Get ready for the 10th anniversary of LocalLit! Join us on Saturday, December 10, 2022, from 2:00 PM to 4:30 PM, for a virtual celebration of local authors and their books. Get inspired by local authors who will speak about their work and publication process. Registration details and a list of authors available on our event page.
While there is no need to read the authors' books before the event, we are happy to offer several copies of these books in our circulating collection for you to enjoy before joining us for the event. You can search and place holds on LocalLit 2022 featured books, or browse all past LocalLit titles. Support local authors by checking out their books and get gifting inspiration for the readers on your holiday shopping list!
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The Full Extent: An Inquiry Into Reality and Destiny by Richard Botelho**
In the early 20th century, discoveries in quantum mechanics, specifically the double slit experiment, proved Consciousness is the ground of existence. This finding contradicted scientific materialism, which posited matter as foundational, with Consciousness resulting from physical nature; instead, physical nature results from Mind. Moreover, Consciousness was antecedently linked to a First Mind or God. Suddenly, our perception of reality was toppled as it became evident the universe is a mental and spiritual construction by a Divine Being. Obviously, this new understanding has huge implications for individuals and society. The Consciousness Paradigm, replacing physicalism with the primacy of Spirit, identifies Soul as the fundamental aspect of human existence. The Full Extent examines the physical realm and its immaterial base, the possibility of different levels of reality, the progression of knowledge, the management of destiny, an assessment of human survivability, our potential for the colonization of space, and the impact of potentially extraterrestrial and supernatural entities on our experience. Thus, humanity will be positioned within the objectives of the Creator, specifically Soul development through the technological and spiritual enhancements of human culture. The nature of reality and the true purpose of human existence will be revealed.
Surat to San Francisco by Mahendra K. Doshi
Surat to San Francisco is the untold Patel hospitality history from its genesis to its gradual consolidation and expansion (1942-1960). It chronicles how three founders, Kanji Manchhu Desai. Nanalal Patel, and D.Lal, accidentally created the first Patel hotel in Sacramento in 1942 and then helped over two dozen Patels and Khatris to lease inexpensive SROs in San Francisco. The stories of Gujarati hoteliers, told for the first time, are fascinating, exciting, and inspiring--a must-read.
Nurturing Our Self: During College, Everyday Life, and the Job Search by Lily E. Espinoza
Research shows that students need support beyond academics in order to be successful in college and beyond. This book is an invaluable resource for higher education professionals who seek a holistic approach to improving students' health and well-being. "Nurturing Our Self" provides useful strategies for managing the physical, mental, and emotional pressures that often accompany college life.
In the Shadow of Tungurahua by A. J. Faas*
In the Shadow of Tungurahua relates the stories of the people of Penipe, Ecuador living in and between several villages around the volcano Tungurahua and two resettlement communities built for people displaced by government operations following volcanic eruptions in 1999 and 2006. The stories take shape in ways that influence prevailing ideas about how disasters are produced and reproduced, in this case by shifting assemblages of the state first formed during Spanish colonialism attempting to settle (make "legible") and govern Indigenous and campesino populations and places. The disasters unfolding around Tungurahua at the turn of the 21st century also provide lessons in the humanitarian politics of disaster-questions of deservingness, reproducing inequality, and the reproduction of bare life. But this is also a story of how people responded to confront hardships and craft new futures, about forms of cooperation to cope with and adapt to disaster, and the potential for locally derived disaster recovery projects and politics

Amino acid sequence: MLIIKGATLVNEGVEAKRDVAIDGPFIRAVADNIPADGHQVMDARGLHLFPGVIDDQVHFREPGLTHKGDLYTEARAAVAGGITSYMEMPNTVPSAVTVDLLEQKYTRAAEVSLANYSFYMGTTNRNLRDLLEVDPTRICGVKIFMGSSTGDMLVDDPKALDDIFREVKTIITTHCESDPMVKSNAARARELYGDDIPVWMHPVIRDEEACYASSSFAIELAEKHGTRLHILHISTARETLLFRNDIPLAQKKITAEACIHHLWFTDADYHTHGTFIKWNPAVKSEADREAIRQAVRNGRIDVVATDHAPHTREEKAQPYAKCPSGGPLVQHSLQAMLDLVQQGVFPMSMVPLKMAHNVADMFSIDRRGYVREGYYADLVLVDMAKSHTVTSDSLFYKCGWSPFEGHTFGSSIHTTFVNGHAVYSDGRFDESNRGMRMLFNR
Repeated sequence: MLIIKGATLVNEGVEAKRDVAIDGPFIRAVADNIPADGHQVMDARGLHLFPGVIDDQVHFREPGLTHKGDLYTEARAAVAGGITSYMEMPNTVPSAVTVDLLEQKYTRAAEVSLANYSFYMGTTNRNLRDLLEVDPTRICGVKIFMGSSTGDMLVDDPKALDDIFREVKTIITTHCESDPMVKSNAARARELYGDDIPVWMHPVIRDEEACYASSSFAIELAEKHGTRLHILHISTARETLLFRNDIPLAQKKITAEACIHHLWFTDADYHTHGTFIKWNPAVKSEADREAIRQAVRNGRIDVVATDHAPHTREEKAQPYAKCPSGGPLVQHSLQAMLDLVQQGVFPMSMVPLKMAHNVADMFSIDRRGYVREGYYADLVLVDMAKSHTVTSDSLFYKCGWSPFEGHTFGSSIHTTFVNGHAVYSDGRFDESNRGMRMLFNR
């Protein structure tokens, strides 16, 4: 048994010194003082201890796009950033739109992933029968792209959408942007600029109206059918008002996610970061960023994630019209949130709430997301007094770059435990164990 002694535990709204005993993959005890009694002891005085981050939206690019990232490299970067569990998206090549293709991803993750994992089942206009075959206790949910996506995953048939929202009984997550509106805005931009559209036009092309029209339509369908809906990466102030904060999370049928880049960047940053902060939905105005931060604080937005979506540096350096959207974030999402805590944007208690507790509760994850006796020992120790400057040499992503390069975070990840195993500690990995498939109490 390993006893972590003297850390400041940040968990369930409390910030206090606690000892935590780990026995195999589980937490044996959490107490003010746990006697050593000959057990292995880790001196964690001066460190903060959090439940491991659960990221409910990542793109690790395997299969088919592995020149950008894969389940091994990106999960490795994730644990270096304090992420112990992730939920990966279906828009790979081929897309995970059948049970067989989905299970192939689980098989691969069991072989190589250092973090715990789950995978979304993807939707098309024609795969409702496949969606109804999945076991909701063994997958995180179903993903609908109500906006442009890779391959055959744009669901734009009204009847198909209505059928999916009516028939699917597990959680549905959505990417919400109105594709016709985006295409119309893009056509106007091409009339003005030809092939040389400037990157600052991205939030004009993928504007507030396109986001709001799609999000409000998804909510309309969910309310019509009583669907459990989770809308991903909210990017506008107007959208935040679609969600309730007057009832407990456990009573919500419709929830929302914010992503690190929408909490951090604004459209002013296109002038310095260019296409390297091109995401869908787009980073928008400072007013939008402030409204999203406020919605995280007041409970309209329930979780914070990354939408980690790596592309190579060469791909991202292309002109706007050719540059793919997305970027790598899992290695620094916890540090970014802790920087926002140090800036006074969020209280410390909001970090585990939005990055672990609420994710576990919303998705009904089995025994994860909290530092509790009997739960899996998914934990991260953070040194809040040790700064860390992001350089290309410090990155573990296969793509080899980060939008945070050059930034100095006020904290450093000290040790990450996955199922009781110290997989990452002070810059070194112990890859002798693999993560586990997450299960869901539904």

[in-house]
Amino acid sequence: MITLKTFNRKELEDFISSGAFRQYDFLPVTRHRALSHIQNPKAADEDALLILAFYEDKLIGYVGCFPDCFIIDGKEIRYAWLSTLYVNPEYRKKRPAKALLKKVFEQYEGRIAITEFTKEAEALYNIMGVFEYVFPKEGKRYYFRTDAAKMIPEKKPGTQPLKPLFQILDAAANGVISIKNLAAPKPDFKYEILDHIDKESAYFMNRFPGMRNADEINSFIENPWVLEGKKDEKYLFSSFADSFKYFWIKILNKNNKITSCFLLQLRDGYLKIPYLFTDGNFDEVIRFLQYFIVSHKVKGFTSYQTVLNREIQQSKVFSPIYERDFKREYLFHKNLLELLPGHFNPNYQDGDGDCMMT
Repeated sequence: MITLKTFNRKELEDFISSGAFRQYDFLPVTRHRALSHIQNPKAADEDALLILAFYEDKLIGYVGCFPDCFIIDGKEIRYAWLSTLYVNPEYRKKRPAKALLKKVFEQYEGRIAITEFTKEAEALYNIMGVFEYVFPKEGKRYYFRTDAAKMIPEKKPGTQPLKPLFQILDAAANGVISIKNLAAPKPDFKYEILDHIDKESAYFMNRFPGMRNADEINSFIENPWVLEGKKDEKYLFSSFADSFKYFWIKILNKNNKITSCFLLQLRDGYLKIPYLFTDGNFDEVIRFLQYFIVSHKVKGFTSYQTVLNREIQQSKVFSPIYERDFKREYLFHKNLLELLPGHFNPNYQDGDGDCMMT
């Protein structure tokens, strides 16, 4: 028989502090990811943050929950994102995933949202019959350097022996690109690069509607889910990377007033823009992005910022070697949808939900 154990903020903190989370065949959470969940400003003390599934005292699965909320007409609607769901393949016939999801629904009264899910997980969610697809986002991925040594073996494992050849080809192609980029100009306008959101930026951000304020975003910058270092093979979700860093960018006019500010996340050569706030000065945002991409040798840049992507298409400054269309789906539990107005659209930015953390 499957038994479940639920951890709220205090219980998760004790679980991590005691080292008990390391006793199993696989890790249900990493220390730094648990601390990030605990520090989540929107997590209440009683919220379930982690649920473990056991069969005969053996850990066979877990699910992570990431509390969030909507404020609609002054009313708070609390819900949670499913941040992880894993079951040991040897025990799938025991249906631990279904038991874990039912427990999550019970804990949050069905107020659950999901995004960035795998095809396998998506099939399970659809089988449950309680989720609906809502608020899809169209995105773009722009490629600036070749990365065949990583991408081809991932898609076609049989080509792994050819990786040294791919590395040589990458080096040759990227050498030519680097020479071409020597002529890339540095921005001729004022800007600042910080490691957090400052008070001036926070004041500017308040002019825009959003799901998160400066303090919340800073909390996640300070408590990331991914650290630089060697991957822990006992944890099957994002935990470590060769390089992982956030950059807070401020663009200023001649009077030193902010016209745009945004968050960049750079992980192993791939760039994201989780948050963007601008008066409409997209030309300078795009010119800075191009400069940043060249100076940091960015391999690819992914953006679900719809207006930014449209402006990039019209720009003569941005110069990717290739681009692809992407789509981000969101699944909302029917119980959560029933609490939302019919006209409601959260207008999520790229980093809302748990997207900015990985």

Life in a Cuppa by Kakoli G**
Bodhidharma from Tamil Nadu is among those who are credited with discovering tea in far away China, where he traveled 2,500 years ago. It is Buddhist monks who taught people the benefits of tea and took it to Tibet, Japan and other South Asian cultures. The Singphos of Arunachal harvested tea from tree tops on elephant-back many centuries ago. Robert Bruce wrote all about tea in a book in the 1830s and began the first commercial cultivation of tea in India with the help of Diwan Maniram. It is Indian tea that helped the English break the Chinese monopoly on tea. It is the same Indian tea that caused a tax revolt in Boston harbour, leading to an independent USA. In the book, Life in a Cuppa, curated by Kakoli G, a connoisseur herself, experts like Sanjeev Kapoor, Sanjay Khosla, Piyush Pandey, Chandrajit Banerjee...tell us the tea story of India and how special it is through tales of twining, tasting and trade.
Venice Rising: Aqua Granda, Pandemic, Rebirth by Kathleen Ann González
Venice, a city with 1200 years of tenacity and grace under her belt, is not new to struggle. From her earliest beginnings, she has endeavored to wrestle an existence out of a Lagoon that both protects and punishes her. In recent years, the wakes of cruise ships have battered her fragile stones as tourism and economic realities have driven local Venetians out of the city. Then the aqua granda of 2019 flooded the calli and campi, nearly carrying Venetian fortitude away on its outgoing tides. A soggy, somber winter led way to a hopeful spring, when the pandemic lockdown appeared to strike the final blow. Or did it? In April, as an elegant double rainbow arched its way over the marbled city, Venetians put on their masks and got to work, dreaming up a new Venice. Read their stories, letters, poems, posters, and conversations that ring in the vision of Venice's rebirth.